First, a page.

RIVER OF BLOOD
Becky rolled and slithered further and further towards the river. Everything she tried to grab hold of gave way in her hands. She clawed frantically at the mud but only succeeded in tracing patterns in it.
Until she came to a sudden stop against something hard.
Becky looked around, then upwards. Her heart stopped, her mouth sagged open: it was a pair of boots. The owner of which leered down at her through the mist which was rising off the ground. He had the strangest eyes and skin she had ever seen. Becky had seen no man like him before.
It was Isaiah Coburn: the albino.
‘What a present to be made to us in such difficult times,’ he grinned …
ABOUT THE AUTHOR
John J. McLaglen is the pseudonym for the writing team of Laurence James and John Harvey.
Laurence James began his writing career in 1974 when he published his first novel in the science-fiction series SIMON RACK: EARTH LIES SLEEPING. He worked in publishing for ten years off and on till about 1970, when he went to “New English Library and ran the editorial side of NEL for three years.” In addition, around 1974, James published the fantasy saga of Hells Angels in England & Wales in the early 1990s under the name Mick Norman.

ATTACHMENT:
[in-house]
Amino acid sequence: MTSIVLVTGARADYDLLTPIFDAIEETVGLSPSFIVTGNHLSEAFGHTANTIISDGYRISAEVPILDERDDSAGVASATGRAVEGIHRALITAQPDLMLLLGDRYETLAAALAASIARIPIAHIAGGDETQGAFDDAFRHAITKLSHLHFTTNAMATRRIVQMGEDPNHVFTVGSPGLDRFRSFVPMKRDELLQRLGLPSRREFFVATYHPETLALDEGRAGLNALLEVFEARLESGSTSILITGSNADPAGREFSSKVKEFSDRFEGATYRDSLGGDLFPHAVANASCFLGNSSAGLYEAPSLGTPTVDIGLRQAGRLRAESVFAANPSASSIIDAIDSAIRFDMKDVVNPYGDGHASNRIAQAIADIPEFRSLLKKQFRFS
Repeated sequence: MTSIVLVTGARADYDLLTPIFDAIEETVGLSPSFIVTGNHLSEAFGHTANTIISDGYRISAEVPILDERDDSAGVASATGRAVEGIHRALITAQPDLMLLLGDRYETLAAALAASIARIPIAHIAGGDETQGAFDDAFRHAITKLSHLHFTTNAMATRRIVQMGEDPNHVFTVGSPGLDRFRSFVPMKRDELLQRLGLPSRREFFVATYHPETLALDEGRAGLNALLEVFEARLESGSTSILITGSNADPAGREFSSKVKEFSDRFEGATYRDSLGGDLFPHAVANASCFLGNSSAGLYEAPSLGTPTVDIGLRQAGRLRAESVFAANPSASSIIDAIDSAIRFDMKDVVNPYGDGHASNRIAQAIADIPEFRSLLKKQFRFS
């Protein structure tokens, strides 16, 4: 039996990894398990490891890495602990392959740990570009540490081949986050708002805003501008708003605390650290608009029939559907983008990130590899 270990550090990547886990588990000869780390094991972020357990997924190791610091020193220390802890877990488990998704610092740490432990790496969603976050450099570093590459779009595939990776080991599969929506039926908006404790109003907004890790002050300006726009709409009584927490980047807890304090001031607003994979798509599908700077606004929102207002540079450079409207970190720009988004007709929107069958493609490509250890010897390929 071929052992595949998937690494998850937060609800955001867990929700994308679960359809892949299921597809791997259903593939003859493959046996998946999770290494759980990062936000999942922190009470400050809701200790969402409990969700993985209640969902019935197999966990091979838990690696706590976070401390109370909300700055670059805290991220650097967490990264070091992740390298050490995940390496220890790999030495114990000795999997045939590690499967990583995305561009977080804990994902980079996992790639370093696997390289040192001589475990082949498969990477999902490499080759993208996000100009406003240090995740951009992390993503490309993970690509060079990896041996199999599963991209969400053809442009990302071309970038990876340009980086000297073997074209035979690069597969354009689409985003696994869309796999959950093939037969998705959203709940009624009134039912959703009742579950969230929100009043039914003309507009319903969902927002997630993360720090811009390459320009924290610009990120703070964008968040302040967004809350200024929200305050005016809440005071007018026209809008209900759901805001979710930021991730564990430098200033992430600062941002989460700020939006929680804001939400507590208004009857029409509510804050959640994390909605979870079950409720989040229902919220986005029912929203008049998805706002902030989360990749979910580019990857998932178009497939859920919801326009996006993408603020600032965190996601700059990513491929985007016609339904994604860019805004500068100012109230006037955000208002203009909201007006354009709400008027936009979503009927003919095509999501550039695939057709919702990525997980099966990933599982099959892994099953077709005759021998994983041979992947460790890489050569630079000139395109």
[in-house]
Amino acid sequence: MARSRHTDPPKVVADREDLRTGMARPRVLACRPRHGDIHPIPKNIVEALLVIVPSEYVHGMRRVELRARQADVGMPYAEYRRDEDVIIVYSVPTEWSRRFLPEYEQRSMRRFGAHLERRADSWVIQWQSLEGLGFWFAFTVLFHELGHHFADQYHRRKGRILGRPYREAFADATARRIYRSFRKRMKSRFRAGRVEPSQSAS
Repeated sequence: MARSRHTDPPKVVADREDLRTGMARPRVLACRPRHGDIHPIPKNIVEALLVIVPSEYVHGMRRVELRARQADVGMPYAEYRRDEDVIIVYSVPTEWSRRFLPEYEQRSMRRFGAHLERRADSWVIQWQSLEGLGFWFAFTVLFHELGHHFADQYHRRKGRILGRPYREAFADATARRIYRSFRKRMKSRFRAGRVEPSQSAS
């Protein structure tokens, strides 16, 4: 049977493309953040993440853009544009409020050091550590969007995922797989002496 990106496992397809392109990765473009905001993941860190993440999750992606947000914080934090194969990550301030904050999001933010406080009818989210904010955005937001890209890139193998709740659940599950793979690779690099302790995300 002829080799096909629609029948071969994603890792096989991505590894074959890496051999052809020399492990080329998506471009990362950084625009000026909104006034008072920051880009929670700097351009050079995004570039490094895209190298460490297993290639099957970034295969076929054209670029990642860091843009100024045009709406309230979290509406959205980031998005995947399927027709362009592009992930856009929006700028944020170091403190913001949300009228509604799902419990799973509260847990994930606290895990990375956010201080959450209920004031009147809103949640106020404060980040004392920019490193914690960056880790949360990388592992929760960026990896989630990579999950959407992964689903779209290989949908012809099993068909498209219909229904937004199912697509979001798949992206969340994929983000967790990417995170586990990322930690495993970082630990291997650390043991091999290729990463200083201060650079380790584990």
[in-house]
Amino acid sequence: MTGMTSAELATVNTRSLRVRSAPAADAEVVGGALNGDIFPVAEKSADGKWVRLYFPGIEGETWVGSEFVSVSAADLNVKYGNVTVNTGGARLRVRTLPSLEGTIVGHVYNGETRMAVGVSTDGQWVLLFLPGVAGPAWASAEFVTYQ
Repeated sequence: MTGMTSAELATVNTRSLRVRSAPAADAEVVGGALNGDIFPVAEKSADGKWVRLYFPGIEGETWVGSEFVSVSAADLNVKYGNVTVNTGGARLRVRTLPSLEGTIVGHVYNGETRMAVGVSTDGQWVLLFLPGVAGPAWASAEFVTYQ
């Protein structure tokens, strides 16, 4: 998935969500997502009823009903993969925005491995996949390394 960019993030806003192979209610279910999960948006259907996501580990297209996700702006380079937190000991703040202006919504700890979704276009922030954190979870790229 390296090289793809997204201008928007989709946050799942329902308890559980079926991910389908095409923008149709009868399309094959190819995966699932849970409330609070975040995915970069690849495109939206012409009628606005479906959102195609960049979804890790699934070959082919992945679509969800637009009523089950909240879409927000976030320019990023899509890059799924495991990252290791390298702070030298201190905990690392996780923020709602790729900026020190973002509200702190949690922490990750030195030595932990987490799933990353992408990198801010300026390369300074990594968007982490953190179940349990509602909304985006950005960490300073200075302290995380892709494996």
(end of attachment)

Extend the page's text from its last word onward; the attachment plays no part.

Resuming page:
While the name of Laurence James is not synonymous with Westerns, those of John J. McLaglen, William M. James and James W. Marvin, to name but a few, are.
John Harvey, a former English and drama school teacher began his contribution to the Herne the Hunter series with the second book, River of Blood. “In the Western,” says John, “I’m interested in finding a balance between the myth of the West (as it comes through American literature and film) and the historical reality. Increasingly, I’m concerned to attempt to make a stronger place for women in the Western, which is traditionally a refuge of masculinity and male fantasy.”
The character of Jed Herne is like a blunt instrument moving through the West. He never achieves happiness, nor riches. Laurence James said, “There is no such thing as a happy western hero. Never. They can’t be. They’ve got to be men alone. They’ve got to be heroes.”